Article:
LA PAZ, Bolivia — Former President Evo Morales on Monday encouraged resistance to efforts to form a transitional government leading to fresh elections in Bolivia after his resignation prompted violent protests by many of his supporters.
“You never abandoned me and I will never abandon you,” Mr. Morales wrote on Twitter from an unknown location only hours after he was forced to step down. “The world and patriotic Bolivians will repudiate this coup.”
Almost simultaneously, a leading opposition politician who has emerged as a possible interim leader of the country said she was ready to take the reins of power until new elections could be held.
The politician, Jeanine Añez Chavez, the Senate’s second vice president, appeared on television Monday morning before boarding a plane for La Paz, sobbing as she described the chaos of the night before. “Bolivia doesn’t deserve this, all these deaths and destruction,” she said, before promising a quick transition “that is absolutely necessary to return to a democracy.”
A former news executive and leader of a conservative coalition, Ms. Añez appears to be next in line for the presidency, since several more senior politicians resigned over the weekend. The national legislative assembly is expected to accept the resignations of Mr. Morales and his vice president, after which Ms. Añez may become the transitional president.
But the scramble has just begun to fill the power vacuum that followed the resignation of Mr. Morales on Sunday.
The whereabouts of Mr. Morales were unknown, though late Sunday he said on Twitter that the police were seeking to arrest him “illegally” and that “violent groups” had assaulted his home.
A video circulating on social media showed dozens of people exploring what was reported to be Mr. Morales’s ransacked home, with furniture toppled, items broken and political slogans spray painted on walls in red.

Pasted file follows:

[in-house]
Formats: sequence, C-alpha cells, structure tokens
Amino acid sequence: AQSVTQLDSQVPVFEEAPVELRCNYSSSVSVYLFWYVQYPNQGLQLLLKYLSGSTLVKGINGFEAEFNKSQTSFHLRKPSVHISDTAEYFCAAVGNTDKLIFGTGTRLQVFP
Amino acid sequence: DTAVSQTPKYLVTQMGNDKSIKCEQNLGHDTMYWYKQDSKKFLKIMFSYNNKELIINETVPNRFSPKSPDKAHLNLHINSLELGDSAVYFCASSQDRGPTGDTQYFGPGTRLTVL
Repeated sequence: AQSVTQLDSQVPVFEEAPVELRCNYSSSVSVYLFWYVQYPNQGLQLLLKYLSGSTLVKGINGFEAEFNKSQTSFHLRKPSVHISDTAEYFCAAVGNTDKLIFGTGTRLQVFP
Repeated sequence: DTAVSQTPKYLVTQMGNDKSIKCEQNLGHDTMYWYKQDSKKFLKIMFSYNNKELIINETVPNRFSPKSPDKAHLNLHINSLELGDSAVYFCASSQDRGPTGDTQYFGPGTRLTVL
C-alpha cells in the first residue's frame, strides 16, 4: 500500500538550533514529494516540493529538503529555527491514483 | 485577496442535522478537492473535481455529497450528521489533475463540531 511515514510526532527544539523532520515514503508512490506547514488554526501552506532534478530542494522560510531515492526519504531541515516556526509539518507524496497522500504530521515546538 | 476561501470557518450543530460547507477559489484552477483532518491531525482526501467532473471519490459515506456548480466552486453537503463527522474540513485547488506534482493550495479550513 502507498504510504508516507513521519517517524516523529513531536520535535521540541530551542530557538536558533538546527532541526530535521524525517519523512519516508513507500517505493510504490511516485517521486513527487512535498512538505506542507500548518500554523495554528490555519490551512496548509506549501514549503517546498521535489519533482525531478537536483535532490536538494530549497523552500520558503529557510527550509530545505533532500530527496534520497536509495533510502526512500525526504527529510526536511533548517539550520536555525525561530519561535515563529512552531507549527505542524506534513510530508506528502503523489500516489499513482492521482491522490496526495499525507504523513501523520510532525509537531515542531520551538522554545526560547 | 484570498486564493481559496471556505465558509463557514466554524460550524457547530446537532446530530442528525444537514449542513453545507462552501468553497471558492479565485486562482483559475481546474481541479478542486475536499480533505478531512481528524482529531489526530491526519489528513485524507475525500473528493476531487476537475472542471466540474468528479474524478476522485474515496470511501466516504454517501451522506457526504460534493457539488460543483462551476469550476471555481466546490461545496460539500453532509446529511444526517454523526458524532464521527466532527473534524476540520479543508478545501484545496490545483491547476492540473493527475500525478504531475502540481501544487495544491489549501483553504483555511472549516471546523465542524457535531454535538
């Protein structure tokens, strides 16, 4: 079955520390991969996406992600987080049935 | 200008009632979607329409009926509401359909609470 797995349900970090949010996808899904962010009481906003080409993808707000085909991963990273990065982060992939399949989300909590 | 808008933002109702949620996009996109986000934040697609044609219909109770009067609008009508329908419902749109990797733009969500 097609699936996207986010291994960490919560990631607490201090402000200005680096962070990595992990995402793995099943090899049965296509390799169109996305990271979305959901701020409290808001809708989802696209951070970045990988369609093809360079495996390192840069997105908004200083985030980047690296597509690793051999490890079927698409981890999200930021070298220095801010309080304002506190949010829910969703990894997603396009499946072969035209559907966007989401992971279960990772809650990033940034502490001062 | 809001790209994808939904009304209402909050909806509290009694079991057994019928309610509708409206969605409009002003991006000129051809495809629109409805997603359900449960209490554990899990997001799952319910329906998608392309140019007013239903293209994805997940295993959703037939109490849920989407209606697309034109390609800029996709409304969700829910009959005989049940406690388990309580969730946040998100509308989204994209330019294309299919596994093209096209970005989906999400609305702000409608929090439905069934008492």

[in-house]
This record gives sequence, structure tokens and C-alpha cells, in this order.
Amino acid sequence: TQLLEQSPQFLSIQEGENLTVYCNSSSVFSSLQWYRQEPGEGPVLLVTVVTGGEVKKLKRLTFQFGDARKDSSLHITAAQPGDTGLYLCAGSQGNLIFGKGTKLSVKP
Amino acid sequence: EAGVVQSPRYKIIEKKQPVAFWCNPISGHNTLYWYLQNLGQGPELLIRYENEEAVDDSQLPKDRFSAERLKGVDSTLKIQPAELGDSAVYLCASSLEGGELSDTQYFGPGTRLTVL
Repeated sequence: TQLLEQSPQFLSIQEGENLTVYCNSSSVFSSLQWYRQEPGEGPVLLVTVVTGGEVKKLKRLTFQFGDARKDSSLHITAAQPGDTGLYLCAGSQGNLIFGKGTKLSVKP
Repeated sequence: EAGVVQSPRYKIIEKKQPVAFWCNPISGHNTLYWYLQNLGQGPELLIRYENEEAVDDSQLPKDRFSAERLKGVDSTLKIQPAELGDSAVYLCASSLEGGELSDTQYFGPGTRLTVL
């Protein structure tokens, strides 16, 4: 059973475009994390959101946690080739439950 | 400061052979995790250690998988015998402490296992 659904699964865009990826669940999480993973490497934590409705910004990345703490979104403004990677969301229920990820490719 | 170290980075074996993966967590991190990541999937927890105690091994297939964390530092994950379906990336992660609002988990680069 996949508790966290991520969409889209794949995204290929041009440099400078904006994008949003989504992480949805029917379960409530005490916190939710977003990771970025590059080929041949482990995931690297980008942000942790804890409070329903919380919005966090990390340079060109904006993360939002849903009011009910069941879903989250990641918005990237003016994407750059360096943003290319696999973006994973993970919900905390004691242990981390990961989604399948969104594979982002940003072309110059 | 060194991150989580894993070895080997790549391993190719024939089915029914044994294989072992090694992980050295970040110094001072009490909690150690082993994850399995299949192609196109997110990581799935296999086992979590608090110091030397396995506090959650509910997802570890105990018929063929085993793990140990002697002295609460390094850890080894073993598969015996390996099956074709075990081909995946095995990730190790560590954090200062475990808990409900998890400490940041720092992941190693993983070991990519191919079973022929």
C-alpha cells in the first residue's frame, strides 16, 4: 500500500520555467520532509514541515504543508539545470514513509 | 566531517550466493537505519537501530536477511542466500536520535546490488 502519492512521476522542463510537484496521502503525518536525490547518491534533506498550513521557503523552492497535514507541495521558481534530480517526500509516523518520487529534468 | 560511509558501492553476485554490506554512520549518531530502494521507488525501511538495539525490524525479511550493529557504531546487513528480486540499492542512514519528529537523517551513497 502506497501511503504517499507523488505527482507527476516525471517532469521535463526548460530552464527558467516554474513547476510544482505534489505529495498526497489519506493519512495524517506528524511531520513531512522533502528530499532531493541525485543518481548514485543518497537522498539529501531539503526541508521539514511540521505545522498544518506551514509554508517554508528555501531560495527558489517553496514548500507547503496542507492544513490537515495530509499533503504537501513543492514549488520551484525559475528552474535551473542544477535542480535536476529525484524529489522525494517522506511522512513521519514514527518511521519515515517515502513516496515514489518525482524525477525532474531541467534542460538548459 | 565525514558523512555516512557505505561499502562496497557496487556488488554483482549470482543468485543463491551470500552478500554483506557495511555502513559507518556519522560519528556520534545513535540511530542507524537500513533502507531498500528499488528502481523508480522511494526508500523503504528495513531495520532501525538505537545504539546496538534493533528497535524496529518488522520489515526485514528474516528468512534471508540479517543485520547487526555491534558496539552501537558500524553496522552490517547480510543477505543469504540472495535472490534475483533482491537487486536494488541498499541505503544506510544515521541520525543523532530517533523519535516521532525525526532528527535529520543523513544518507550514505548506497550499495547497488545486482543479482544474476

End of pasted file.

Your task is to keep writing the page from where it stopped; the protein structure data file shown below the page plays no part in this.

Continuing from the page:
Ms. Añez, a senator from the opposition Democratic Union party, said on Sunday that she would assume the interim presidency and call a session of the legislative assembly on Monday.
“I assume this challenge with the only objective to call new elections,” she said. “This is simply a transitional phase.”
But she would need a quorum in the assembly to approve a transfer of power, and Mr. Morales’s party, the Movement for Socialism, controls both houses. His supporters in the assembly may try to block the appointment of an interim president using procedural rules, leaving a vacuum at the top of the government.
Carlos Mesa, a former president who was the losing candidate in the recent presidential election — widely considered fraudulent — said members of the opposition were attempting to appeal to the patriotism of lawmakers who have backed Mr. Morales.
“They have no reason to believe they will be persecuted,” Mr. Mesa said at a news conference Monday morning.
The scene in La Paz was chaotic. On the city’s streets, through a driving rain, the police withdrew as crowds welcomed the transfer of power with fireworks, while others looted stores and set what appeared to be politically motivated fires.
In Cochabamba, in the center of Bolivia, some businesspeople set up vigilante patrols to protect their businesses. Bands of motorcyclists came into the city from the outskirts, violently confronting people who were celebrating in the streets.
Drinking water was cut off to parts of La Paz and the adjacent city of El Alto, Bolivia’s second-largest, but the reason for the cutoff was not known.
There was little to no violence in Santa Cruz, a center of the opposition. A festival-like mood prevailed there, with people celebrating on the streets and waving flags.
The political crisis began when Mr. Morales, a leftist who came to power more than a decade ago and was once widely popular, claimed victory in the Oct. 20 election, which protesters and international observers suspected was rigged. In 2016, a court packed with loyalists allowed him to do away with the constitution’s two-term limit, allowing him to run for office indefinitely.
For weeks after the disputed election results, demonstrations paralyzed much of the country, and groups supporting the president have roughed up protesters.
But Friday night, some police units broke from the government and joined the protesters. On Sunday, the rebellion spread to the military, with the commander of Bolivia’s armed forces, Gen. Williams Kaliman, calling for Mr. Morales to step down.
Marcelo Ebrard, Mexico’s foreign minister, said on Sunday that the country would offer Mr. Morales asylum if he sought it.
Clifford Krauss reported from La Paz, and Daniel Victor from Hong Kong.